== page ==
There’s this word that whether we want to admit it or not, we as women hate to hear.
The word is…
In fact, being impatient has been ingrained in me for a very long time. My first bad note sent home was for not waiting in line patiently. Everyday in Ms. Miller’s 2nd grade class, we would complete these math challenges. Every successful math challenge earned you a gold star – and I loved my gold stars! When the math challenge was over, all the kids had to line up at Ms. Miller’s desk to receive their gold stars. Normally, I was at the front of the line waiting to collect my gold star. But on this particular day, I somehow was towards the end of the line.
And you can just guess what happened. Little 7-year-old me grew impatient!
The teacher must have seen my disdain for having to wait as I stood in line with my arms crossed and tapping my little foot because on that day, I was sent home with my first ever bad note! And it read something like this:
Alisha was very impatient today. She needs to work on waiting in line patiently.
I laugh about this story now and the thought of that very impatient 7-year-old me.
But the reality is the 7-year-old impatient me grew up to be the now impatient me. And the Lord has been dealing with my impatience lately and teaching me to wait.
Why Can’t We Just Wait?
As women, we just can’t wait. We can’t wait to graduate, we can’t wait to land that dream job, we can’t wait until we are married, we can’t wait to buy a house, we can’t wait to fill that house with kids, and we can’t wait to kick those same kids out.
Almost worse than a “No” is when God says, “Not yet. Wait.”
But why are we so resentful when it comes to waiting on the Lord when so many people in the Bible have? After all, if we have to wait on the Lord, would we not be in good company?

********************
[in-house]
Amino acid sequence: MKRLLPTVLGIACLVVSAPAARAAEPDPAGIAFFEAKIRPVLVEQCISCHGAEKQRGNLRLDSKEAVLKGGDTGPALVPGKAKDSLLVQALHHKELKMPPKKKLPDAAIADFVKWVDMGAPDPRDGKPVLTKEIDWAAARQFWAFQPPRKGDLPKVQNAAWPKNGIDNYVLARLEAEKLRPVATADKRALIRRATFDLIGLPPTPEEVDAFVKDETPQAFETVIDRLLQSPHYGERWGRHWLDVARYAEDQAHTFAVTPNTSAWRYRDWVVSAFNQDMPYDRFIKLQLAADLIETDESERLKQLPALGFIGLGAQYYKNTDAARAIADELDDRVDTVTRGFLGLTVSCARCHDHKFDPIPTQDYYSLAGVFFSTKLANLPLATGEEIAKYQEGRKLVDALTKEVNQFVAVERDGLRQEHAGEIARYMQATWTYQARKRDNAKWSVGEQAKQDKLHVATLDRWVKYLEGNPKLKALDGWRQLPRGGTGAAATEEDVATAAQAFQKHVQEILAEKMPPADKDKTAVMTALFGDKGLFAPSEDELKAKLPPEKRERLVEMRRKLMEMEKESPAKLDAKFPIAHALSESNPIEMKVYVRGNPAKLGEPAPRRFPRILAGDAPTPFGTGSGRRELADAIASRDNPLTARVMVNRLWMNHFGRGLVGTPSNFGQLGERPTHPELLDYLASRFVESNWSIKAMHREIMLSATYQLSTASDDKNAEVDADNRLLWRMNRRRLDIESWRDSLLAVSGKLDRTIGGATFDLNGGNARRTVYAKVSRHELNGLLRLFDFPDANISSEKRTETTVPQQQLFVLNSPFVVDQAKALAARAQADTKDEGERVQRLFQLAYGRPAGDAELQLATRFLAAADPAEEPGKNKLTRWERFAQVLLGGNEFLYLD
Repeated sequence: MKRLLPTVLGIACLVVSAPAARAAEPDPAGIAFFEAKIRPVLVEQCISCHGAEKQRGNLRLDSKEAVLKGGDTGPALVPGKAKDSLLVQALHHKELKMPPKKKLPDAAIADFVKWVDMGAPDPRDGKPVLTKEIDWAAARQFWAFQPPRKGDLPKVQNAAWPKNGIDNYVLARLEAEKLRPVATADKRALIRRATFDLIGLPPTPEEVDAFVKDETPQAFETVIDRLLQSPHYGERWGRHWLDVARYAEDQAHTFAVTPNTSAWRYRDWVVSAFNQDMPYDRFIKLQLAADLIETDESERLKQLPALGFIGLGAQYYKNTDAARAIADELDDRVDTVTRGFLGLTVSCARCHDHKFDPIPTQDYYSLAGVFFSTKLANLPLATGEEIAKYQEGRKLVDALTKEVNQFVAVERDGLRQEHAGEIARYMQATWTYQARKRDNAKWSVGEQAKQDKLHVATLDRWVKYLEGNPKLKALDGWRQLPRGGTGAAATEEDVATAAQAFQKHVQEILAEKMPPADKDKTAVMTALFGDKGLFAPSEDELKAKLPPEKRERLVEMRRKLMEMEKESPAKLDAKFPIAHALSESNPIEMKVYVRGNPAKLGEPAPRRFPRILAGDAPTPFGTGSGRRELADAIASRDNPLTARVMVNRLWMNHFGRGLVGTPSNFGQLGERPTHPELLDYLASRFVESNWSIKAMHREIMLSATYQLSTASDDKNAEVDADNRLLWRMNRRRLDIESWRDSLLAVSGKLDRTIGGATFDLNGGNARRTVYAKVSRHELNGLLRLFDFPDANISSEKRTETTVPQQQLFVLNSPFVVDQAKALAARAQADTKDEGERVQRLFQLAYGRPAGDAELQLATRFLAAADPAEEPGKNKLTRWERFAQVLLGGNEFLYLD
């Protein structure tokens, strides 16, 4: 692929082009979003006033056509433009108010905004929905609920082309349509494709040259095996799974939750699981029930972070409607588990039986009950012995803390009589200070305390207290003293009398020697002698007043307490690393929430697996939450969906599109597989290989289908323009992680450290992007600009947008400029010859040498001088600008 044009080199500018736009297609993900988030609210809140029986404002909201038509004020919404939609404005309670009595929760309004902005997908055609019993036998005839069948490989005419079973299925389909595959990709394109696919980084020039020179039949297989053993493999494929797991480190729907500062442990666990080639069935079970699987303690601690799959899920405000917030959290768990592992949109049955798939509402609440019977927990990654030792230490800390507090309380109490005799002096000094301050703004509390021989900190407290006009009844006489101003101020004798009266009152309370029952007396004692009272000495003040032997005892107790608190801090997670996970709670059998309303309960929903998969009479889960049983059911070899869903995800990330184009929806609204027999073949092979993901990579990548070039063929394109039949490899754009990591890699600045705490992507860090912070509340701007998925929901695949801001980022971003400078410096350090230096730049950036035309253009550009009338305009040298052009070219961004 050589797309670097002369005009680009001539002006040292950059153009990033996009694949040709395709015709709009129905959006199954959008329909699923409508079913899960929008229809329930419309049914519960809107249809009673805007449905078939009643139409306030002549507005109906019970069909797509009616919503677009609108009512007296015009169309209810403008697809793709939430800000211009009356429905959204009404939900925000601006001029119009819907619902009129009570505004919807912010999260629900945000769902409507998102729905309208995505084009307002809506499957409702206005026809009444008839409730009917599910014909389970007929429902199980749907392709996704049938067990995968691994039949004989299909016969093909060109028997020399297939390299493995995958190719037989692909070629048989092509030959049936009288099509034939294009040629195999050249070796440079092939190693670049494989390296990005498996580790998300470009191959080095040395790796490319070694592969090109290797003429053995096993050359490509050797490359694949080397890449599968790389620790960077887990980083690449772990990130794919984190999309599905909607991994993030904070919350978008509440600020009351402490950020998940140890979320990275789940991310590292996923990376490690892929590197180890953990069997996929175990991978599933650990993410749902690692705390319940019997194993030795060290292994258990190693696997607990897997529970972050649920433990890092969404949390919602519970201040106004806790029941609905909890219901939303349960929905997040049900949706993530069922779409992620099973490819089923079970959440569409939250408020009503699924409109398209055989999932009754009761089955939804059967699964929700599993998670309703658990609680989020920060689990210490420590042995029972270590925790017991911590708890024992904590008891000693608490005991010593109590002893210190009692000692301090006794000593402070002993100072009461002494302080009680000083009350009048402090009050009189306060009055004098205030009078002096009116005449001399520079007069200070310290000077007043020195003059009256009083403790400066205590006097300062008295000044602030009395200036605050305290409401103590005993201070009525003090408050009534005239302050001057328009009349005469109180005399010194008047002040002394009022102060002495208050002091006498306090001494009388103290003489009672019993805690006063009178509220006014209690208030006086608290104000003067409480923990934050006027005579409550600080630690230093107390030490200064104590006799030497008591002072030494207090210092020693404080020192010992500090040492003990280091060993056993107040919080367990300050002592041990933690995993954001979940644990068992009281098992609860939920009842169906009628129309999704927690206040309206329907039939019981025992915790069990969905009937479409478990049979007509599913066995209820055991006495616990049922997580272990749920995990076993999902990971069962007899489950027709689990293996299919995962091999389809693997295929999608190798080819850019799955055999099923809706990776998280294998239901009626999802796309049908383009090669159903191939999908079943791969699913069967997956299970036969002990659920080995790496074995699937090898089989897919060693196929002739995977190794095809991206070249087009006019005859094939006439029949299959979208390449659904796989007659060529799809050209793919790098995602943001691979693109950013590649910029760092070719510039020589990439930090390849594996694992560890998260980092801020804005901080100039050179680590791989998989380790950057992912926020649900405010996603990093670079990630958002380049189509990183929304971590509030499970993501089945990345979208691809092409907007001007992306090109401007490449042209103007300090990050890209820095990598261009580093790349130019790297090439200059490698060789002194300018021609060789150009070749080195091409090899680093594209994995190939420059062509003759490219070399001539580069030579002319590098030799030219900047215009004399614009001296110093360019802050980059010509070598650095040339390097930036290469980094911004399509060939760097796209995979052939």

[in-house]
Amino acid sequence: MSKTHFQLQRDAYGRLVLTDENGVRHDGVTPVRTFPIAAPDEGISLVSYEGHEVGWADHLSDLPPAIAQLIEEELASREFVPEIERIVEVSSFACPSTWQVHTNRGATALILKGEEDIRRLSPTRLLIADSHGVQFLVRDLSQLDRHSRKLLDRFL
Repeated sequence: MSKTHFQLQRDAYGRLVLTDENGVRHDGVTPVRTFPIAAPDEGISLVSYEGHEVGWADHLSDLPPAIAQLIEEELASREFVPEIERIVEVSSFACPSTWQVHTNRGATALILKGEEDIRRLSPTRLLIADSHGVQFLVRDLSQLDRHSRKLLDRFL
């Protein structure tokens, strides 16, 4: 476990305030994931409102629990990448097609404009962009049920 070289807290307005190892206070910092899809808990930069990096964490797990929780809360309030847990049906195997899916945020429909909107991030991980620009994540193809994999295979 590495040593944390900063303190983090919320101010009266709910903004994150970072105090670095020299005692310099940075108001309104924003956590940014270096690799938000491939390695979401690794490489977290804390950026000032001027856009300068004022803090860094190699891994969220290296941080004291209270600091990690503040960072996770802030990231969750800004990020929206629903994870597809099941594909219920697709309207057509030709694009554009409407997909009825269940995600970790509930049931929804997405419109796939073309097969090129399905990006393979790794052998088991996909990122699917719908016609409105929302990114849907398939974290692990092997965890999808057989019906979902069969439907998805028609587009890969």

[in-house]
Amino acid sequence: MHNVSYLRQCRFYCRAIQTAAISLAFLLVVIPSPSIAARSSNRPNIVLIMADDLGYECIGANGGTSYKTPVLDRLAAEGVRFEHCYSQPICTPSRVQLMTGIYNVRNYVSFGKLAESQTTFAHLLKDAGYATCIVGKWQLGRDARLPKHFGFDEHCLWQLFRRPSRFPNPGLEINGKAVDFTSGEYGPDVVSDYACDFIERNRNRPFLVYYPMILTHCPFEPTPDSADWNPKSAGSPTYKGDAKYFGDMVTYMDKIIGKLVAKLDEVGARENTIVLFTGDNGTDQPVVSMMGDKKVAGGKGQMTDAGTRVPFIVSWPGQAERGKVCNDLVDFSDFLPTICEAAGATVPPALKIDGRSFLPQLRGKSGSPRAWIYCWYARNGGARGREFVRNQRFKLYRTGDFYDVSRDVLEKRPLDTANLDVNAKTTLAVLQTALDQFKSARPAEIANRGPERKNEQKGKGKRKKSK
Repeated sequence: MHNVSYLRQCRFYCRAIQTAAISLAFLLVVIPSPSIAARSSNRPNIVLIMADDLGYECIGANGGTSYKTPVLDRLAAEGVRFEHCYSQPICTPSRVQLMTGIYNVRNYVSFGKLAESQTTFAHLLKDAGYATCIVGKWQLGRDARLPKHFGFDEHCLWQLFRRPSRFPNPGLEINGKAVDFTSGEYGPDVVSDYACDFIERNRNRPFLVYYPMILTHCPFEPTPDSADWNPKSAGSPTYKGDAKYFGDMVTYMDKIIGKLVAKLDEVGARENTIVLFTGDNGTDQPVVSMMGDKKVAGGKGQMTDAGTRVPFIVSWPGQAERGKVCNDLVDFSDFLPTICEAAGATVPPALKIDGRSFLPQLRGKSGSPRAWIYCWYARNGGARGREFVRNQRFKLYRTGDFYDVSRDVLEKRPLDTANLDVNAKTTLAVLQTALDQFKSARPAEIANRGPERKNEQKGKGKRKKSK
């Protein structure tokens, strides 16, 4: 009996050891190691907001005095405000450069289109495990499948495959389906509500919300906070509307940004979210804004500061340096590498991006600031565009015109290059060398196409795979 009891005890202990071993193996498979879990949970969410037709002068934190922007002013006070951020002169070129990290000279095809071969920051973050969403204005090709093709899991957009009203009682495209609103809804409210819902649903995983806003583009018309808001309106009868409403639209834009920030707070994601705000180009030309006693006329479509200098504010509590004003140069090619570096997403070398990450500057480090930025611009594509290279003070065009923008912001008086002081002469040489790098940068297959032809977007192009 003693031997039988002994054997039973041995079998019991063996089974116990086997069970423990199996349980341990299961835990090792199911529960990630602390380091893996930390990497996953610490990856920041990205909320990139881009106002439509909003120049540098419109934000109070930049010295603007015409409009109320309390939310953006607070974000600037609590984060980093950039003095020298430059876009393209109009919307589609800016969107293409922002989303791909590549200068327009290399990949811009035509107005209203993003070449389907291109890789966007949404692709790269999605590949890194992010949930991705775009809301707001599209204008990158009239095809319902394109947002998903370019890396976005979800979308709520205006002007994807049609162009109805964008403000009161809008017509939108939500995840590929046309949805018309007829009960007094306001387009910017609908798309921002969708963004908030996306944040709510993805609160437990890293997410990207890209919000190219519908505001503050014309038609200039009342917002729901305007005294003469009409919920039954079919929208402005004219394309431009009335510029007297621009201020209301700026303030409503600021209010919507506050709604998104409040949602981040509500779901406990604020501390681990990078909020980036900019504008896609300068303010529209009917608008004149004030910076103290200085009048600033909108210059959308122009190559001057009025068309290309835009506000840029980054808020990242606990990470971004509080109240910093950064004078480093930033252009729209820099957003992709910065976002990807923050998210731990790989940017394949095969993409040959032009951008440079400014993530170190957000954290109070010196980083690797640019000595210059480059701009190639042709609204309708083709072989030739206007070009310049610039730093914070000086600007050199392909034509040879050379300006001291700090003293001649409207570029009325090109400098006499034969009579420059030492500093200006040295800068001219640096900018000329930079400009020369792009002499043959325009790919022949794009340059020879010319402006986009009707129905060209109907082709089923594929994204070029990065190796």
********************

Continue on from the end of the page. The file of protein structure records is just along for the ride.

Noah had to wait on God’s timing before leaving the ark, even though he had been on the ark for about a year already (Genesis 7:17-8:19). Had he stepped out of the ark a day sooner, the earth would not have been ready. Could it be that we are waiting because things are just not ready yet?
Sarah and Abraham had to wait on God’s promise for a child – although both were of old age and the circumstances seemed bleak (Genesis 15:2-6 and Genesis 17:15-17). But what seems impossible to us is not impossible for God.
And as believers we are always eagerly awaiting Christ’s return (Romans 8:22-25, Galatians 5:5, Titus 2:11-14, and 2 Peter 3:11-13).
These are just a few examples of those who waited on the Lord. Yet knowing these examples does not make the wait any easier.
Because the truth is waiting on the Lord can be hard.
What to Do While You Wait on the Lord
In waiting on the Lord, God has shown me these 3 things we can do:
Pray honestly and pray often.
Waiting on something can bring about anxieties you’ve never even felt before. But Philippians 4:6-7 (NIV) says, “Do not be anxious about anything, but in every situation, by prayer and petition, with thanksgiving, present your requests to God. And the peace of God which transcends all understanding, will guard your hearts and your minds in Christ Jesus.”
No matter what you are waiting on, pray! Pray honestly to the Lord – letting Him know when the wait is not so easy and when you are overcome by your anxieties. Even if you have to pray over and over again, the Lord does not grow tired of you. And pray with thanksgiving – thanking Him for who He is and what He has already done. We can focus so much on what we are waiting on that we forget what the Lord has already done in our lives.
Put your hope in Him.
In Psalm 130:5 (NIV), the psalmist states, “I wait for the Lord, my whole being waits and in his word, I put my hope.” As you wait on the Lord, put your hope not in your circumstances, not in yourself, but in the Lord. Draw near to God during those times of waiting – especially when those times bring despair. For our hope is in Christ Jesus alone.
Do the good works He created you to do.
“For we are God’s handiwork, created in Christ Jesus to do good works, which God prepared in advance for us to do” (Ephesians 2:10 NIV). We can focus so much on what we are waiting on that we forget the good works we should be doing. And I don’t mean doing good works as a way to keep yourself busy and ignoring what you are waiting for. That type of doing just leads to more anguish and anxiety.
I mean the type of doing that comes from a thankful heart and a desire to please the Lord. The type of doing that understands, that although I am waiting, the Lord knows what is best for me. He knows what I am waiting on and what I am waiting on is not for me yet and there are good works I could be doing instead of growing anxious during the wait.
I know all to well that the wait can be hard. But let us continue to pray, put our hope in Jesus, and do the good works God created us to do.
Ladies, what have you done while waiting on the Lord? Share your stories below about waiting on the Lord.
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